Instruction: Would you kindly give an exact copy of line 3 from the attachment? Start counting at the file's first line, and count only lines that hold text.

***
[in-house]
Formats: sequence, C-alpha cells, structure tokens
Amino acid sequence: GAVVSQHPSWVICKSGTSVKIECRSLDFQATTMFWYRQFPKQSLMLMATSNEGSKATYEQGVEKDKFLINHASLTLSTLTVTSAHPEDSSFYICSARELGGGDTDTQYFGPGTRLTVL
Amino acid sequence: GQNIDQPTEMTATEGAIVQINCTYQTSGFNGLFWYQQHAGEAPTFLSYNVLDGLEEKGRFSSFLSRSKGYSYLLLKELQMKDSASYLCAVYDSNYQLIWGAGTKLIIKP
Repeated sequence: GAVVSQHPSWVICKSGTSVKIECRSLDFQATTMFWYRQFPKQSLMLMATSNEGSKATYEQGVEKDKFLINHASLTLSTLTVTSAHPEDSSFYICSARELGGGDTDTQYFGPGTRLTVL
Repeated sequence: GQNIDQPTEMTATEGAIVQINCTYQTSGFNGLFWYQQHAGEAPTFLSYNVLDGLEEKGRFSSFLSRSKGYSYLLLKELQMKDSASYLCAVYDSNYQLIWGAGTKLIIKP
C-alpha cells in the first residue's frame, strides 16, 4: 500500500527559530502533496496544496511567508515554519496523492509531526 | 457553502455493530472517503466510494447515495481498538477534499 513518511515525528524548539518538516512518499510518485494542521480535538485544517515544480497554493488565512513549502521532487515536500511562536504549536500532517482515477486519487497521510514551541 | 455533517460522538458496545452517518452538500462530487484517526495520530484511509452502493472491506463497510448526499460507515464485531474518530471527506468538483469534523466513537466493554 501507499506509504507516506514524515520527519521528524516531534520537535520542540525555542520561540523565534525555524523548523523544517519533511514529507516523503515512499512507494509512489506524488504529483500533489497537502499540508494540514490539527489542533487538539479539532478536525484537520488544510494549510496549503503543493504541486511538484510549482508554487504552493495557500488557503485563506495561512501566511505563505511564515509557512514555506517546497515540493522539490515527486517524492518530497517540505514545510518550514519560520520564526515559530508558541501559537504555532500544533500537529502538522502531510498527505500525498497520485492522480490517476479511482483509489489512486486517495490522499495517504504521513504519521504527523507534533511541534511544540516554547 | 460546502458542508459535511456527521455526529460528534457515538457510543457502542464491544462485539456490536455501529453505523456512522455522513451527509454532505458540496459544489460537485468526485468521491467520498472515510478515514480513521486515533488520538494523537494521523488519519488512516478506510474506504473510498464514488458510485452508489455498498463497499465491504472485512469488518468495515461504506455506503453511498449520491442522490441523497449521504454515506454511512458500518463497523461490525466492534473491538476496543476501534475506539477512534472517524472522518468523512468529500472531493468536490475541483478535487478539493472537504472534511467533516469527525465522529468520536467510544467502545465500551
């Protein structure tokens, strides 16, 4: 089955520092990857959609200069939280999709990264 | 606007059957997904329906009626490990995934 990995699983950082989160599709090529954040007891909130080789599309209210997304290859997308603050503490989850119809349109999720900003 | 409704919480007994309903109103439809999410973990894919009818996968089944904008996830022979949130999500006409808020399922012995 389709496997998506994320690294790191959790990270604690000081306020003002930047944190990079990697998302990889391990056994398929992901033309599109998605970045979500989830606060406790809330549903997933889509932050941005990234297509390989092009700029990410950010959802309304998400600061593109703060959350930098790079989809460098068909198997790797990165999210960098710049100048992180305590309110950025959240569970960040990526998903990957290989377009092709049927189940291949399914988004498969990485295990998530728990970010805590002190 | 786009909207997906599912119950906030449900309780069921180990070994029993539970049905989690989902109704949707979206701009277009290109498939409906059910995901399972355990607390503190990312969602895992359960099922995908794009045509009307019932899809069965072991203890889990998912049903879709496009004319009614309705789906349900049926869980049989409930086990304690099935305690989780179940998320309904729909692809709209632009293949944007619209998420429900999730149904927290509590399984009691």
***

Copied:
Amino acid sequence: GAVVSQHPSWVICKSGTSVKIECRSLDFQATTMFWYRQFPKQSLMLMATSNEGSKATYEQGVEKDKFLINHASLTLSTLTVTSAHPEDSSFYICSARELGGGDTDTQYFGPGTRLTVL